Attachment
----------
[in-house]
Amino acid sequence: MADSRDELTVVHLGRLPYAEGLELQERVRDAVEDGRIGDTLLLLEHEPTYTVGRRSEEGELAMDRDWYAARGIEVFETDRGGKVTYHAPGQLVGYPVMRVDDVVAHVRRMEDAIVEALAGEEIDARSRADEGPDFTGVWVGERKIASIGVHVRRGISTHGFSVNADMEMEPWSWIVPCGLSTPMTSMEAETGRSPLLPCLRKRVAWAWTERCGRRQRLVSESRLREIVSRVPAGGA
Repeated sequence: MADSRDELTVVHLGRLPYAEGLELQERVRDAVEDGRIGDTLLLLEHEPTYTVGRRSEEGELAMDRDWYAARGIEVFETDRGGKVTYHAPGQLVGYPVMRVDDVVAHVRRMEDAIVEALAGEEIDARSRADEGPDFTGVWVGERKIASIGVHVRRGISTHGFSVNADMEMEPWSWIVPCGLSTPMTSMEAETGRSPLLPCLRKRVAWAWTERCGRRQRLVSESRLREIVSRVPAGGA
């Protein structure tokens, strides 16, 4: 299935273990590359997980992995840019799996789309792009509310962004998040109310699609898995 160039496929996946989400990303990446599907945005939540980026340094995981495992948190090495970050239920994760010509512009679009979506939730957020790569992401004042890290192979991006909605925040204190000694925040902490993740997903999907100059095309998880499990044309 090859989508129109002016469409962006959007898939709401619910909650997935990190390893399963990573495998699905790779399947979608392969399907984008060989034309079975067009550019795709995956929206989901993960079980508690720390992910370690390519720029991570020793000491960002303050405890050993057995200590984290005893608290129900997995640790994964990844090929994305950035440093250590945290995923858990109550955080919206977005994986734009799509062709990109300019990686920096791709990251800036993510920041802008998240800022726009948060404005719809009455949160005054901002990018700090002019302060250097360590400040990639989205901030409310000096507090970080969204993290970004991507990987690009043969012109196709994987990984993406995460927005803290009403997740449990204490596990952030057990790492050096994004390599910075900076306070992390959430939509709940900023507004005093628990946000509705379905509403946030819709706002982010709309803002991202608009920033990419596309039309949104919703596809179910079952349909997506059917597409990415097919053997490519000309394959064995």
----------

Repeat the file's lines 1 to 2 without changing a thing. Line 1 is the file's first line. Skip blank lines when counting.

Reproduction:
[in-house]
Amino acid sequence: MADSRDELTVVHLGRLPYAEGLELQERVRDAVEDGRIGDTLLLLEHEPTYTVGRRSEEGELAMDRDWYAARGIEVFETDRGGKVTYHAPGQLVGYPVMRVDDVVAHVRRMEDAIVEALAGEEIDARSRADEGPDFTGVWVGERKIASIGVHVRRGISTHGFSVNADMEMEPWSWIVPCGLSTPMTSMEAETGRSPLLPCLRKRVAWAWTERCGRRQRLVSESRLREIVSRVPAGGA